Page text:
Canadian consumer price inflation accelerated to a fresh three-decade high, adding pressure on the nation’s central bank to continue with aggressive interest rate hikes in coming weeks.

Annual inflation rose to 6.8 per cent last month, up from 6.7 per cent in February, Statistics Canada reported Wednesday in Ottawa. That’s the highest since January 1991 and exceeds the median estimate of 6.7 per cent in a Bloomberg survey of economists. 

The average of core measures -- often seen as a better indicator of underlying price pressures -- rose to 4.23 per cent, the highest since 1990. 

The report shows inflation pressures continue to be stronger than policymakers had been anticipating, raising the urgency for Governor Tiff Macklem to quickly withdraw stimulus from an overheating economy. Investors see a second half-percentage point increase at the Bank of Canada’s next meeting on June 1, after officials delivered a jumbo hike last month.

“What went up still isn’t coming down in Canadian inflation, and might not anytime soon,” Royce Mendes, head of macro strategy at Desjardins Securities Inc., said in a report to investors.

The market’s reaction was muted, with the benchmark two-year bond yield briefly rising as high as 2.825 per cent before falling back to 2.81 per cent. The loonie was trading at $1.2820 per U.S. dollar as of 9:12 a.m. Ottawa time, little changed from Tuesday’s close. 

Markets are fully pricing in a 50 basis point rate hike by the Bank of Canada next month, bringing its policy rate to 1.5 per cent. That rate is expected to reach as high as 3 per cent by the end of this year. Prime lending rates offered by commercial banks are typically a little more than 2 percentage points above the policy rate.

Shelter costs were a leading driver for price gains in April, while prices for gasoline declined slightly. Food costs also continue to rise quickly, gaining 8.8 per cent on an annual basis as the war in Ukraine drives up the price of critical foodstuffs like wheat and farming inputs like fertilizer. Prices for food purchased from stores are up 9.7 per cent from a year ago, the statistics agency said, the fastest gain since 1981.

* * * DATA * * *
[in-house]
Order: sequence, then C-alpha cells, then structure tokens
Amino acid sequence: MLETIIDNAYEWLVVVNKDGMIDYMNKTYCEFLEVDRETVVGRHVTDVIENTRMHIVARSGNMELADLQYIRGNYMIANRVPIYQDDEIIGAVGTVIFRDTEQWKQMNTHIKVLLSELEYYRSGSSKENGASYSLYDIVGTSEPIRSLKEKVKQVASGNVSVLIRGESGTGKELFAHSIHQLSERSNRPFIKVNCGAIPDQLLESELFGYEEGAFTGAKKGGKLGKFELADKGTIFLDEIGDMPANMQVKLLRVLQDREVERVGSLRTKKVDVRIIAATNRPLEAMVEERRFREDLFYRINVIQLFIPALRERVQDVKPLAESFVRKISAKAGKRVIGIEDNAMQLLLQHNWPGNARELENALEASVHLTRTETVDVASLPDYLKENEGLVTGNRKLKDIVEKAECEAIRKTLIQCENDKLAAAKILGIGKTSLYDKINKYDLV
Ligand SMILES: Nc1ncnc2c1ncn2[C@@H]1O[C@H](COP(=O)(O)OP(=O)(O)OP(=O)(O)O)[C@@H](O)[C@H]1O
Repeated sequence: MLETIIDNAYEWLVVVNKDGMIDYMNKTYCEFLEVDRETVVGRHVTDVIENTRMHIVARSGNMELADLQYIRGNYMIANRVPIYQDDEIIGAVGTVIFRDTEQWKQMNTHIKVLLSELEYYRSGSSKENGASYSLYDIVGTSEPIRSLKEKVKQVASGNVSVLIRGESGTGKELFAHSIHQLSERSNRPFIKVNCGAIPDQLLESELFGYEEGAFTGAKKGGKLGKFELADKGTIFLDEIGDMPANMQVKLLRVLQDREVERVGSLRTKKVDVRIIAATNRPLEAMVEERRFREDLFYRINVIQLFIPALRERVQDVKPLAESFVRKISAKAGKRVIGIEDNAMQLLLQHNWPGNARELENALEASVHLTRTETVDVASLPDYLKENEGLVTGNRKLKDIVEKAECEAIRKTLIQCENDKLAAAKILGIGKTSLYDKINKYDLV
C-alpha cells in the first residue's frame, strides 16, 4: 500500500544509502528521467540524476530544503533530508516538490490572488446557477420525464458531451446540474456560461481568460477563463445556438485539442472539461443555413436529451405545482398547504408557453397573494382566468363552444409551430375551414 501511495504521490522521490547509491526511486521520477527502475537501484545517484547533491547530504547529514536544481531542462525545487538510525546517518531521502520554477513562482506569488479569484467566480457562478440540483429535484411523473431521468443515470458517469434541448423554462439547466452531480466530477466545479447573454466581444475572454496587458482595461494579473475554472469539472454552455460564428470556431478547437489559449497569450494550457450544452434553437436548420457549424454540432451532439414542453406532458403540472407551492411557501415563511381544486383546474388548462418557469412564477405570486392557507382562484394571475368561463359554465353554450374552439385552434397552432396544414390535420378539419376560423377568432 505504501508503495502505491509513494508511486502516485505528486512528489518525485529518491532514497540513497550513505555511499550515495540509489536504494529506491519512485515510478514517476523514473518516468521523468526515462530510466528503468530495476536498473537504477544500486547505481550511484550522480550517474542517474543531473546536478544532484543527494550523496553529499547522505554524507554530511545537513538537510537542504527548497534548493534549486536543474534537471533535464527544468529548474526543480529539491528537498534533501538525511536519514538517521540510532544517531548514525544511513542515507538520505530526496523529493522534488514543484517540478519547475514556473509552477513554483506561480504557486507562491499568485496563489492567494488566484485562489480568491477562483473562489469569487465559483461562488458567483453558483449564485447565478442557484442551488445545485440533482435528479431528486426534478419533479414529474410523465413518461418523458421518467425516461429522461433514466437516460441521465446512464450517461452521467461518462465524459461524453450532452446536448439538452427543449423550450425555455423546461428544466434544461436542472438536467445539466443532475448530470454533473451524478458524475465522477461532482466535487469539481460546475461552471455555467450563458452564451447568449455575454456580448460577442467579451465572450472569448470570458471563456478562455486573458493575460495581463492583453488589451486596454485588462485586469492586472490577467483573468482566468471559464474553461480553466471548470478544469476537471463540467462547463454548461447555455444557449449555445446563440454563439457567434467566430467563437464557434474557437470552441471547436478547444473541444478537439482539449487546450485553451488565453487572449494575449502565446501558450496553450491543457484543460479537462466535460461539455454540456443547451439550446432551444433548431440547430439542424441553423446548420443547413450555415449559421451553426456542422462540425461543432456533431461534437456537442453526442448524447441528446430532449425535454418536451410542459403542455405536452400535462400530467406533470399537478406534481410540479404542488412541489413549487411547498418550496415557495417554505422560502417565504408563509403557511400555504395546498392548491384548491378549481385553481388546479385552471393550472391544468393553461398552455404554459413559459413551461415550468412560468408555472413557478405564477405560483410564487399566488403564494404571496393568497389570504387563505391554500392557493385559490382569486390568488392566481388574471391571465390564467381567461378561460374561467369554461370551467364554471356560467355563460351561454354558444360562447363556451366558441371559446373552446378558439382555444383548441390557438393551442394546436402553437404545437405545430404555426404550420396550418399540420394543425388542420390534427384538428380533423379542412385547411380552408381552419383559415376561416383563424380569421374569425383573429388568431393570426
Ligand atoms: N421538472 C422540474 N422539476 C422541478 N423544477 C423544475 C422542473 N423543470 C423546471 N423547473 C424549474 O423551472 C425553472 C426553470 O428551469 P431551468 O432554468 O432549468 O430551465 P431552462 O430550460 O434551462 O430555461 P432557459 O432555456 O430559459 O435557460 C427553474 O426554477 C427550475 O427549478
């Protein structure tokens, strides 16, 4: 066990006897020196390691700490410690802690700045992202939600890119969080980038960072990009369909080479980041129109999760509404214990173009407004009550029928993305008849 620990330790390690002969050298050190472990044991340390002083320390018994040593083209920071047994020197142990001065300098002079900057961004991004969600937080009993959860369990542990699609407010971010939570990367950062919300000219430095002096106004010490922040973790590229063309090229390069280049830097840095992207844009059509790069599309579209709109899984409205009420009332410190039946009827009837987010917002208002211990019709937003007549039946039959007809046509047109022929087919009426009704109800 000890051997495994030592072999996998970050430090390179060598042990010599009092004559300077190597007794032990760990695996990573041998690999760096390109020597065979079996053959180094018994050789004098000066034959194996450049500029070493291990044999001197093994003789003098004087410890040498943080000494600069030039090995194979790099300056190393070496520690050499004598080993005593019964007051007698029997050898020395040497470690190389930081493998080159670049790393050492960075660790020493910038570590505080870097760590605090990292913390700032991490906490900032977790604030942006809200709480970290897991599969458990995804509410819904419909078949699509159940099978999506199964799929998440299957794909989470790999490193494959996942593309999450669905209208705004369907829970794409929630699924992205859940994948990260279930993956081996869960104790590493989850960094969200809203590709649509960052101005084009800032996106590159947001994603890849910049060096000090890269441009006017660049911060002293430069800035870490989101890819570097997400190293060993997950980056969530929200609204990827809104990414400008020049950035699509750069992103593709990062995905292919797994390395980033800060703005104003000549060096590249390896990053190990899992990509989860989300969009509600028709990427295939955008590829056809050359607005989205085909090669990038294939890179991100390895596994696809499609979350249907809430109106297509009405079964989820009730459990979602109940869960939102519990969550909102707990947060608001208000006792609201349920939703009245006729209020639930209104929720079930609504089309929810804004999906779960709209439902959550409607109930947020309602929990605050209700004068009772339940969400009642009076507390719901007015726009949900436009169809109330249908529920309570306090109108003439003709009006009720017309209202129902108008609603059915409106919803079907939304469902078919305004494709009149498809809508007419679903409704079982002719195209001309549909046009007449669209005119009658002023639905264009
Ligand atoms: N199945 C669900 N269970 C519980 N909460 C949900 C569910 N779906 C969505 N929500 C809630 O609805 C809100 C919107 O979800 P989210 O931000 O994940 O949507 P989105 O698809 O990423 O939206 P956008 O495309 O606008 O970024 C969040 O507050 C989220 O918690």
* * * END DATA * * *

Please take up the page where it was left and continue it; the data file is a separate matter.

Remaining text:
Embedded Image

There were some signs of easing pressure on a month-over-month basis, even as gains continue to be historically high. In April, prices rose 0.6 per cent, versus expectations for a 0.5 per cent gain, after a 1.4 per cent gain in March. 

The 6.8 per cent annual reading, though, may not represent the peak of annual price gains, given that gasoline prices have picked up since last month, with some economists speculating inflation could top 7 per cent.

“This is the relative calm before another downpour in next month’s report, as gasoline prices are tracking a double-digit increase for May alone,” Doug Porter, chief economist at Bank of Montreal, said in a report to investors. Statistics Canada will also introduce a new pricing index for used cars that could lift inflation further, Porter said.



There are also signs that imported inflation continues to spill over into domestic price gains, with the cost of services rising 4.6 per cent from a year earlier, the fastest pace since 1991.

“The key takeaway from April’s CPI release is that inflation is spreading much more broadly, and at clear risk of getting firmly entrenched,” Porter said.

The inflation surge has made the Bank of Canada a target of criticism, with some politicians accusing Macklem of moving too slowly. Immediately after the inflation data was published, Conservative leadership candidate Pierre Poilievre released a statement reiterating he plans to fire Macklem should he ever win power.

The central bank has consistently failed to anticipate the growing inflationary pressures, putting it well behind the curve on interest rates. In its quarterly forecasts last month, the central bank forecast inflation would average 5.7 per cent in the first half of 2022. 

Higher-than-expected inflation this year may also mean that any easing of price pressures will be more prolonged than initially believed.

The cost of living is increasing at more than twice average wage gains in the country, adding a major headwind to the economy.